Ancient tree recorded Earth reversing magnetic field

Nelson Parker

An ancient tree that contains a record of a reversal of Earth’s magnetic field has been discovered in New Zealand. The tree—an Agathis australis, better known as its Māori name kauri—was found in Ngawha, on New Zealand’s North Island, during excavation work for the expansion of a geothermal power plant…

The tree, which had been buried in 26 feet of soil, measures eight feet in diameter and 65 feet in length. Carbon dating revealed it lived for 1,500 years, between 41,000 and 42,500 years ago…

❝ The lifespan of the kauri tree covers a point in Earth’s history when the magnetic field almost reversed. At this time, the magnetic north and south went on an excursion but did not quite complete a full reversal.

Looking forward to a polished picture of the tree rings.

Thanks, UrsaRodinia

2 thoughts on “Ancient tree recorded Earth reversing magnetic field

  1. Mike says:

    The earth’s magnetic poles have reversed regularly over Earth’s 4.54 billion years of existence. During the age of dinosaurs, Earth’s magnetic poles flipped about once every million years. More recently, pole reversals have happened once every 200,000 to 300,000 years or so. It’s been about 780,000 years since the last magnetic pole reversal, which suggests that one is geologically imminent.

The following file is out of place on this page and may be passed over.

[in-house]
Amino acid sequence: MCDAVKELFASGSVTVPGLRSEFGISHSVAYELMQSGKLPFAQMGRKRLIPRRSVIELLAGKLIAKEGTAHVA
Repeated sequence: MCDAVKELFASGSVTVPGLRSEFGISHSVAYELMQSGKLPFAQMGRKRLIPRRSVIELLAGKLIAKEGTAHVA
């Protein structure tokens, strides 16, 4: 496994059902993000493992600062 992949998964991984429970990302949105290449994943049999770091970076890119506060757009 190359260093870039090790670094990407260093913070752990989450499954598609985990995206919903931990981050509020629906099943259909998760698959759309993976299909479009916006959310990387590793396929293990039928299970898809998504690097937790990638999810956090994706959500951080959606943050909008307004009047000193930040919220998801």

For the last 170 years, a mysteriously weak patch of Earth’s magnetic field has grown in size, causing some geologists to think that the planet is gearing up to flip its magnetic poles. Now, buildings that were ritually burned down in Africa more than a thousand years ago are adding vital new clues to the case. (National Geographic, March 2018) See also “The South Atlantic Anomaly: The Key for a Possible Geomagnetic Reversal” (2016)

Leave a Reply

Fill in your details below or click an icon to log in: Logo

You are commenting using your account. Log Out /  Change )

Google photo

You are commenting using your Google account. Log Out /  Change )

Twitter picture

You are commenting using your Twitter account. Log Out /  Change )

Facebook photo

You are commenting using your Facebook account. Log Out /  Change )

Connecting to %s

This site uses Akismet to reduce spam. Learn how your comment data is processed.